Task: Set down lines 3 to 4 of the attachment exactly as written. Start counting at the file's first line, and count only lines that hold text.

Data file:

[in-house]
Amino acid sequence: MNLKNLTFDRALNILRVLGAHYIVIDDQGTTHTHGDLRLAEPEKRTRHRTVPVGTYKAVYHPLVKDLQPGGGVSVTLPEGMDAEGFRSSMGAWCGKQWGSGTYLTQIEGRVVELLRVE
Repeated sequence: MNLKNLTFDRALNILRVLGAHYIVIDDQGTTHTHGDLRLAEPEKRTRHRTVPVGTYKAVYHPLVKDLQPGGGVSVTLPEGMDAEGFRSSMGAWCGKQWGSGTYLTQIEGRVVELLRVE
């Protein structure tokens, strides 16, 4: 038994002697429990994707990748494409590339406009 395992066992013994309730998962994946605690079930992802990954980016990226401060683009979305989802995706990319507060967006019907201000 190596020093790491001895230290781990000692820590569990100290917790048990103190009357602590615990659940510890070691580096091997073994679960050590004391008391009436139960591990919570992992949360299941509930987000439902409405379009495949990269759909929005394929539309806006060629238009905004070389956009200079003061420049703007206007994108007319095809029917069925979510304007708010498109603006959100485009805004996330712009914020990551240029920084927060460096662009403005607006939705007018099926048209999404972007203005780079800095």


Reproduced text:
Repeated sequence: MNLKNLTFDRALNILRVLGAHYIVIDDQGTTHTHGDLRLAEPEKRTRHRTVPVGTYKAVYHPLVKDLQPGGGVSVTLPEGMDAEGFRSSMGAWCGKQWGSGTYLTQIEGRVVELLRVE
């Protein structure tokens, strides 16, 4: 038994002697429990994707990748494409590339406009 395992066992013994309730998962994946605690079930992802990954980016990226401060683009979305989802995706990319507060967006019907201000 190596020093790491001895230290781990000692820590569990100290917790048990103190009357602590615990659940510890070691580096091997073994679960050590004391008391009436139960591990919570992992949360299941509930987000439902409405379009495949990269759909929005394929539309806006060629238009905004070389956009200079003061420049703007206007994108007319095809029917069925979510304007708010498109603006959100485009805004996330712009914020990551240029920084927060460096662009403005607006939705007018099926048209999404972007203005780079800095």